The space that they created was a bit of magic on Capital Hill. There were French conversational parties on Tuesday evenings; and eclectic cabarets on a regular basis. They created a very special place. And they loved building their community. But they didn’t “try.” They just did it. They sought it out by introducing themselves to others and inviting them with sincerity into their lives.
And then the flood. A life change. Never showing despair, and always a smile in their eyes to share with the rest of us, Gerry started to hone his piano skills playing at retirement homes several days a week. He rode his one speed bicycle around town with his cabby hat and calf ended pants tucked into high socks. Fathia, decades younger and a flower always in her thick mane of hair, played guitar. Gerry arranged for her to get voice lessons and he started helping Fathia get gigs, and soon she was performing French songs and her own compositions around Seattle with good musicians. Gerry entertained coffee drinkers on the piano at Victrola on 15th every Saturday at 11am. Sometimes Fathia sang with him.
The two of them were lovely, beautiful, colorful people. And they loved Seattle. And they loved music, and community. When Gerry passed away 3 years ago, Fathia struggled without her supporter, her grounded champion. She continued to play her beautiful music at the Sorrento, and restaurants, festivals, retirement homes, and church.
At the service today one of her friends eloquently voiced the bravery Fathia exhibited in continuing her music career after Gerry’s death. Fathia was pure artist. She was not naturally equipped with the necessary mundane skills to book, promote, and the other million details it takes to perform and record, and which Gerry enthusiastically did so she could live unfettered in her world of natural, innocent beauty. But she learned, and not without reaching out for help. She continued to perform. I am so proud of her. The music had to be shared. Music was always so important to Fathia. It was central to her life.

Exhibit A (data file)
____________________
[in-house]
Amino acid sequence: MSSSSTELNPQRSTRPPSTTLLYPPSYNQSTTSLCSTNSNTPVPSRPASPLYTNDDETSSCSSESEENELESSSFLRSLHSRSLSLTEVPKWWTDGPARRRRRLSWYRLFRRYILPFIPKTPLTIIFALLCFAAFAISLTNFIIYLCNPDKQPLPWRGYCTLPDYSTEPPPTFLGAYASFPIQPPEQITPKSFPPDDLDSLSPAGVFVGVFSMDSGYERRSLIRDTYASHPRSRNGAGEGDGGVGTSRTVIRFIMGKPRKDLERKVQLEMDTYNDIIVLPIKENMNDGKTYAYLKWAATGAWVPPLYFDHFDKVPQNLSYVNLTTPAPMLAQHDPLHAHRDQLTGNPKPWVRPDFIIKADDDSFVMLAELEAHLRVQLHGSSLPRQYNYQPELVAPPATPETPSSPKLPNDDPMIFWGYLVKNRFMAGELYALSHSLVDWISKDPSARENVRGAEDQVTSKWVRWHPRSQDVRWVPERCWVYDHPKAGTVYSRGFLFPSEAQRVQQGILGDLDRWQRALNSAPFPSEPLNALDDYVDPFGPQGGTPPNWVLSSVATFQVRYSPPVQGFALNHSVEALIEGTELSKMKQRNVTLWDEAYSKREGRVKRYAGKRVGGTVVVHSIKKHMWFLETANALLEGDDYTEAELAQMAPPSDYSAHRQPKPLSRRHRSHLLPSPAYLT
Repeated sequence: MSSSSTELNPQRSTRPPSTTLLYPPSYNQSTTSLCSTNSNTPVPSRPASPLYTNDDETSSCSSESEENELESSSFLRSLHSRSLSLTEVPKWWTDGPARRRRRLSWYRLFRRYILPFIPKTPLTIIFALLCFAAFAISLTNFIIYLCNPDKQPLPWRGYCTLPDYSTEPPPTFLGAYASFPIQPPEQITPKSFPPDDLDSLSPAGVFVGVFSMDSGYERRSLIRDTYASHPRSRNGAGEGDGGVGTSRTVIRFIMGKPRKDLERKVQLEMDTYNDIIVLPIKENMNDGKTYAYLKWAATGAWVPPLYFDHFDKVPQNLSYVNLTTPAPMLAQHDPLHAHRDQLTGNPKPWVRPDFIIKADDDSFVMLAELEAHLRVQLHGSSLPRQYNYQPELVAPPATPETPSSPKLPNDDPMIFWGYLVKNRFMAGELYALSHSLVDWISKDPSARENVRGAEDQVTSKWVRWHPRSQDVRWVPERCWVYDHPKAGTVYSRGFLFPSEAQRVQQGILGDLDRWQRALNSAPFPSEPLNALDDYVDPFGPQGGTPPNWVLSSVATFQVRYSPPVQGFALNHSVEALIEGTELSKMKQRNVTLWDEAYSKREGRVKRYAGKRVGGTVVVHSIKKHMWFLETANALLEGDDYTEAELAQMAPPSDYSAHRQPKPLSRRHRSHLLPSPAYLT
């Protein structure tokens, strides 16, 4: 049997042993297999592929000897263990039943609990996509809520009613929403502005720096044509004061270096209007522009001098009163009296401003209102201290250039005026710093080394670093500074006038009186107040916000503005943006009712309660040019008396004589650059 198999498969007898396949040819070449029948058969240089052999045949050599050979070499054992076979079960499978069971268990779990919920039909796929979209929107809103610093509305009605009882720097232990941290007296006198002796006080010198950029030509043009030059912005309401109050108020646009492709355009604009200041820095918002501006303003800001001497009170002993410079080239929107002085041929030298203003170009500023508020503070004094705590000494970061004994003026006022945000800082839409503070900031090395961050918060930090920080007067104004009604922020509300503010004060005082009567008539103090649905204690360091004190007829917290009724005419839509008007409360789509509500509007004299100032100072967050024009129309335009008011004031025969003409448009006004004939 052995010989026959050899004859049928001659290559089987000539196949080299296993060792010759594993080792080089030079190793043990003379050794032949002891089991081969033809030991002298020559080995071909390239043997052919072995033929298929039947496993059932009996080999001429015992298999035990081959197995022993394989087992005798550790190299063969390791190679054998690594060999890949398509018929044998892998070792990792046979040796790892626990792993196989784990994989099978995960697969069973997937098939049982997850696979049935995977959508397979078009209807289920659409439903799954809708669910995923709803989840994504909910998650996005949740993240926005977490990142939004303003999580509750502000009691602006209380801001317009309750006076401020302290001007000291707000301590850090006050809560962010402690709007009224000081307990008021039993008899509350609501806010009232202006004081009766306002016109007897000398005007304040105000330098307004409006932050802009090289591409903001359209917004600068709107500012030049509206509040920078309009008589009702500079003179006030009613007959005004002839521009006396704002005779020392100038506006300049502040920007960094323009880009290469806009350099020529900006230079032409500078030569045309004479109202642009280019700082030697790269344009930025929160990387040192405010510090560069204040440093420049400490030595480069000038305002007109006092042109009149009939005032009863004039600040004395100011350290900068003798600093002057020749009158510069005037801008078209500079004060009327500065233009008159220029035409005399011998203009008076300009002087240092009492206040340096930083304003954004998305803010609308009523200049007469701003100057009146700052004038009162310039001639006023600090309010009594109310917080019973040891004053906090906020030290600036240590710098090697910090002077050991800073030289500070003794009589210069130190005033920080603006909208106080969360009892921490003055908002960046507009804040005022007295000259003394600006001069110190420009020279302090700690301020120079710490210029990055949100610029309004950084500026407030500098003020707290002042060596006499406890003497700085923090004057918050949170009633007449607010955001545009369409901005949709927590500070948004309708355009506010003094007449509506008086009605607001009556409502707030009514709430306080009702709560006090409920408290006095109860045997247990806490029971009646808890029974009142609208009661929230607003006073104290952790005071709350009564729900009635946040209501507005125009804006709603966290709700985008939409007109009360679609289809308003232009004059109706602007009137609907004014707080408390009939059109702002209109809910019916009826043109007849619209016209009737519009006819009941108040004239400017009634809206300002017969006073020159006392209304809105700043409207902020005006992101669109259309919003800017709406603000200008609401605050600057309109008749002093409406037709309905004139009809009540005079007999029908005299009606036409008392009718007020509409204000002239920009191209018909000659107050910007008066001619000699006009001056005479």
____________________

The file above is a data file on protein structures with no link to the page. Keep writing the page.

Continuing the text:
Fathia was elegant and lovely and sincere and I miss her terribly. But here’s the thing…I was not present in her life the last few years. I got busy first with These Streets and then with my record, and then with my back pain, and and and…AND IT IS SO VERY IMPORTANT that we LOVE each other. Because ALL of us will shed this mortal coil. And we never know when that will happen. There are many people whom I love, and who I KNOW love me, and whom I have not seen in years. I’m thinking: let’s love each other while we are here. And let's reach out to each other when we are feeling lonely, when we are in pain.
I am listening to Edith Piaf, drinking a glass of French red wine (of course) and loving you, Fathia. And I am appreciating and loving all those in my life who have given me so much. Thank you. The cherry pie is almost ready. I smell it.
This year has been difficult. We lost my step-sister to cancer. Marion Kimes, my friend left the planet. Another friend suffered a brain aneurism (and after 5 brain surgeries is rockin it!) I likely contracted meningitis (or something horrible while visiting people regularly in the hospital) and was quite sick for 6 months. I had a bad fall resulting in 7 months of severe back pain. I’m usually not very public with personal things, but I guess I’m sharing this cause: I have SO much appreciation for LIFE, and for several people in my life. I hope the people I have regular contact with know how much I love them. And I often think, what a crazy cool person he is. Or what a really smart person she is. WOW she can reeeeaaaaally sing. Loved that show he spent 2 years creating and having two performances of…so….here it is: I THINK I NEED TO TELL PEOPLE more regularly HOW MAGICAL THEY ARE! How Weird, Special, Fantastical they are. WHILE THEY ARE ALIVE. WHILE I AM ALIVE. Cause there aint no guarantee…ever. Be well. LOVE WELL. Thank you for reading this. If you have made it this far, I think we are friends.